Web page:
UNITAMS reaffirmed its support for the implementation of the Juba Peace Agreement during a visit to West Darfur State

1 Dec 2022

UNITAMS reaffirmed its support for the implementation of the Juba Peace Agreement during a visit to West Darfur State

On a visit to Kerenik locality at El Geneina, Darfur, a delegation from UNITAMS assessed the security and humanitarian situation in the aftermath of the violent outbreaks of April and June 2022, and met government officials and native administration representatives, civil society actors, representatives of nomadic communities, tribal leaders, local Resistance Committee, and internally displaced persons.

The visit took place from 9 to 13 November 2022, led by the Head of the UNITAMS Regional Office in Darfur, Abimbola Aina. In the various discussions, Ms. Aina reiterated UNITAMS’s unwavering support for the implementation of the Juba Peace Agreement including security arrangements in Darfur. She also discussed developments in the Trilateral Mechanism’s efforts to resolve the political crisis and UNITAMS’s work and plans towards strengthening the implementation of its mandate in Darfur through the Regional Office.

“UNITAMS is approaching the implementation of its mandate in Darfur, as in all of Sudan, comprehensively with an understanding that political, economic and security issues are interconnected. We are currently expanding the Darfur Regional Office to better address these interdependent tracks in partnership with the community,” Ms. Aina said.

In a meeting with the Wali (Governor) of West Darfur, Khamis Abdalla Abkar said that there has been an improvement in the security situation in recent months, but he also stressed that displacement remains a challenge. UNITAMS and the Wali discussed humanitarian needs and the role of the United Nations in addressing them.

In a meeting with the Misseriya Jebel, Gimir, Errenga communities and representatives of the native administration in West Darfur, the discussion focused on the need for addressing the root causes of the conflict in the state, insecurity, the issue of the return of those who were displaced by the recent wave of violence, humanitarian concerns, and ways to secure the current harvesting season.

The delegation also met with members of the nomadic community, civil society organizations, and Resistance Committees in El Geneina and exchanged views on peacebuilding, community reconciliation efforts, and their views on the ongoing political process to restore a civilian-led transition toward democracy in Sudan. Nomadic representatives stressed the necessity of inclusivity to ensure the sustainability of any peacebuilding and reconciliation efforts.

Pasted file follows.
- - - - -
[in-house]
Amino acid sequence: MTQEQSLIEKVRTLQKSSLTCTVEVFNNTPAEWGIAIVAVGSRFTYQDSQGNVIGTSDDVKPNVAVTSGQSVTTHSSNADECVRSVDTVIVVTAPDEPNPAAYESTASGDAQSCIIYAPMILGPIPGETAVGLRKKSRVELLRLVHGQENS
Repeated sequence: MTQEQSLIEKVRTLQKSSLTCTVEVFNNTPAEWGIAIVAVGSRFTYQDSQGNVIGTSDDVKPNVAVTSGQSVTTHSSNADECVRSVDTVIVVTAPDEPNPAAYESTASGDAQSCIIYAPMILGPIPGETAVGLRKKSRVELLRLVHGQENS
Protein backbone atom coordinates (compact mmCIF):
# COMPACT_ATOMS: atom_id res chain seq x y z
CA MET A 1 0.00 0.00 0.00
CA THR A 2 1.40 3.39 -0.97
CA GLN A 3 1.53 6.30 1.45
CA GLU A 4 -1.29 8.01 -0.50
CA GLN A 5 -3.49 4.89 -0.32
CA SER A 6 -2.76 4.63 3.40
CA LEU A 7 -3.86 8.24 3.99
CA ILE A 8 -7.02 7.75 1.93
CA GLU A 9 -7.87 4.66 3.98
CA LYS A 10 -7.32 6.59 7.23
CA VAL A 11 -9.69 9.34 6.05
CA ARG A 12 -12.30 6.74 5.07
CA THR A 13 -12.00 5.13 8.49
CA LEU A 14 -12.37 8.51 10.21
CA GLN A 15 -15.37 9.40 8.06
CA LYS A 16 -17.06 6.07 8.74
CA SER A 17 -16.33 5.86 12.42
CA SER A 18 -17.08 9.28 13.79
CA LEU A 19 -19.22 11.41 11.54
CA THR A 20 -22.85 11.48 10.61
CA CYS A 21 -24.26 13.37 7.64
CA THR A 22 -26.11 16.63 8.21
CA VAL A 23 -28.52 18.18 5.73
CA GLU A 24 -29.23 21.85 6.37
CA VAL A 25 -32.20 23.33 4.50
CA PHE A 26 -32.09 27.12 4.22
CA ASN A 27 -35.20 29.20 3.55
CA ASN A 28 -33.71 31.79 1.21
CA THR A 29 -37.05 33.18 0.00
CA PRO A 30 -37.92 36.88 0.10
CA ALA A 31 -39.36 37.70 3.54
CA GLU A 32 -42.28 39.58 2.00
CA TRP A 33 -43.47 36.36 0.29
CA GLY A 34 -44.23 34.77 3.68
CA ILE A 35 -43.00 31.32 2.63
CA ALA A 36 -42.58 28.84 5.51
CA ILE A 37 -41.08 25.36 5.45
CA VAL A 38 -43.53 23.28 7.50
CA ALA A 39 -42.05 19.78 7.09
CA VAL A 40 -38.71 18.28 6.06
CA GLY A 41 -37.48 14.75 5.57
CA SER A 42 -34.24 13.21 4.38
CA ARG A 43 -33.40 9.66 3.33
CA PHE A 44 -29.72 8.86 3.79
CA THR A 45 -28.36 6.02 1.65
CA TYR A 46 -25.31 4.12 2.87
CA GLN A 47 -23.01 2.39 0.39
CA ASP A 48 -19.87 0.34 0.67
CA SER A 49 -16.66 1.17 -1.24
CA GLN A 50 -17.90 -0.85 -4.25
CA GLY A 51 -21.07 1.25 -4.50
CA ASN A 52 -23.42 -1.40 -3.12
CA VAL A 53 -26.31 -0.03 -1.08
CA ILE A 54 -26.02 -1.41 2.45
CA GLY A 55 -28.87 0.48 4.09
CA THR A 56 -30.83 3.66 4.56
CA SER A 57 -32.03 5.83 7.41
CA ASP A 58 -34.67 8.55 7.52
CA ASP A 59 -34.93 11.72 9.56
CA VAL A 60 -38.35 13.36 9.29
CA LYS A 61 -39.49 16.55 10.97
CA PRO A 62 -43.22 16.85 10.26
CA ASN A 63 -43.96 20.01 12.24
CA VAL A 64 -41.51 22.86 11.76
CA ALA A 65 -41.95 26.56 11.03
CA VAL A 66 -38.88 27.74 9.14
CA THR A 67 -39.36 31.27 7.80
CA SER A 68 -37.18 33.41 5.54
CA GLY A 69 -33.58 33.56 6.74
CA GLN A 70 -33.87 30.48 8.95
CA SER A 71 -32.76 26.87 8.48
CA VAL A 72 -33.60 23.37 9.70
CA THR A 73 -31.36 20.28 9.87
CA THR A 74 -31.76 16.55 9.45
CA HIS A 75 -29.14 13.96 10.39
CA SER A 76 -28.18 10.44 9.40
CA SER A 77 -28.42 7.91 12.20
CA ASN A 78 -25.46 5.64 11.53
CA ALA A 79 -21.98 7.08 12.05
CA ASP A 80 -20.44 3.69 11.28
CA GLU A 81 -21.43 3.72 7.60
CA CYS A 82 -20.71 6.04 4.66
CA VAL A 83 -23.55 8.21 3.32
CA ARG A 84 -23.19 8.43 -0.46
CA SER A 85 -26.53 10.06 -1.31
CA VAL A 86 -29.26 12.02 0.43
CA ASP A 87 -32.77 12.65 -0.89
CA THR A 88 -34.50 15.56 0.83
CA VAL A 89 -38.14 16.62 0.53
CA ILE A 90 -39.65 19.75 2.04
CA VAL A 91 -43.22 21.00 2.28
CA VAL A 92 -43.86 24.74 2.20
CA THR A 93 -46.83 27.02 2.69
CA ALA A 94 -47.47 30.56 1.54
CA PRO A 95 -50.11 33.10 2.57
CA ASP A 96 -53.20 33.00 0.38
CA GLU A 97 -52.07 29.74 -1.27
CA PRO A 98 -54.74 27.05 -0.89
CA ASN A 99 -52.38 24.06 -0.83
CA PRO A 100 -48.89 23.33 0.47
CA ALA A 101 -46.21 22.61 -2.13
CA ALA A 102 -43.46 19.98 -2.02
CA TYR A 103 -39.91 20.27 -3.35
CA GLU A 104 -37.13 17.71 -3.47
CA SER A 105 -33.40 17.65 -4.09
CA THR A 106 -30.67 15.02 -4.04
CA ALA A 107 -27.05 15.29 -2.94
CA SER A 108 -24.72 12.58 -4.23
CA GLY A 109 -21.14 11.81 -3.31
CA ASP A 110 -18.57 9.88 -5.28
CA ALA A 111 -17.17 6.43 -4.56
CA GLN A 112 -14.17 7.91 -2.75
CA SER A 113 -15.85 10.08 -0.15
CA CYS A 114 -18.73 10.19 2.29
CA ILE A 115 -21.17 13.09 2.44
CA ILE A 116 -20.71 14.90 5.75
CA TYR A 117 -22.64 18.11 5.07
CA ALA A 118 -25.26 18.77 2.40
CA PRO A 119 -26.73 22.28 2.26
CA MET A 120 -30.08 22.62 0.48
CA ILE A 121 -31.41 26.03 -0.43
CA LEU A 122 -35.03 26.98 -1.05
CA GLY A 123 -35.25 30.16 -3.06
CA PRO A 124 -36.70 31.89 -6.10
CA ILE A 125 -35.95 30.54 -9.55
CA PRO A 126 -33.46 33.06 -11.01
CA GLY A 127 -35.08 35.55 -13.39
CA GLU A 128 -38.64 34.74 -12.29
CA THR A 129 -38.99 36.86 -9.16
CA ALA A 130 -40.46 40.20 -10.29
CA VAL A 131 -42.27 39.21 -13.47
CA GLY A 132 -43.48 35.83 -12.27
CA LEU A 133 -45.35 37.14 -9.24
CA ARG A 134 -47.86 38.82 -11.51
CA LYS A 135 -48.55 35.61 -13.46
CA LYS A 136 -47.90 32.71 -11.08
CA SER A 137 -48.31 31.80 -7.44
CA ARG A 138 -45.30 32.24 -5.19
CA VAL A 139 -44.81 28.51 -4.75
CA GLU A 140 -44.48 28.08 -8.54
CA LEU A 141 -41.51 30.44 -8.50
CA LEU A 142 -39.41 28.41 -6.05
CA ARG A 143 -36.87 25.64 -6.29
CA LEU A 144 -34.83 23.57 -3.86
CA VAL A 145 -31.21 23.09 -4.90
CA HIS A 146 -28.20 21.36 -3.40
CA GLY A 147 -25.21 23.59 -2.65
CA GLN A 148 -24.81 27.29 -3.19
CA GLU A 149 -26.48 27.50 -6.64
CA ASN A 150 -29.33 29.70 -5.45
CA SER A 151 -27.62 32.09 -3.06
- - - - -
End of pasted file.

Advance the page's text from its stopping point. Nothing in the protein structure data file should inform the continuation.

“To ensure durable peace, any reconciliation process should include community members at the grassroots level, including women, rather than just bringing together chieftains for signing ceremonies,” said Al Radia Mohemd, a member in Mayarim Organization for Women Development. She also highlighted the disproportionate impact of the humanitarian crisis on women. “Despite improvement in the security situation, displaced women are still subjected to sexual harassment, abuse, and exploitation. Many girls have abandoned schools- as parents cannot afford to pay the fees for the education of their children because of the high rate of unemployment and the economic hardship,” Ms. Mohamed added.  

On 13 November, the team travelled by road to reach Kerenik locality, approximately 60 kilometers east of El Geneina. Last April, violence broke out in the locality causing a devastating scale of casualties, including among women and children. The delegation met various stakeholders including the Deputy Commissioner of the locality, the Humanitarian Aid Commissioner, members of the Locality Security Committee, representatives of the native administration, and leaders of internally displaced persons’ communities, including women.

Officials informed UNITAMS that there is an improvement in the security situation and that measures were taken to better secure the harvesting season. Several residents also expressed optimism about the economic situation on the short-term.

“This year’s rainy season was good and resulted in a vast production of watermelons. If the security situation continues to progress, people’s standard of living will improve,” said Mr. Adam Mohamed Ali, a resident of Kerenik.

However, representatives of internally displaced persons’ communities stressed they continue to suffer from lack of security and unaddressed humanitarian needs, particularly displaced women. 

“Although the security situation has improved, we, as internally displaced persons impacted by the recent violence in Kerenik, request the government’s security forces to protect us from the atrocities committed by criminals from time to time. Women have been beaten and harassed when going out to fetch water and collect firewood,” said Ibtisam Mohamed Edris, an internally displaced woman in Kerenik, “Women are still suffering and living in dire conditions in need of food assistance, water supply, and shelter.”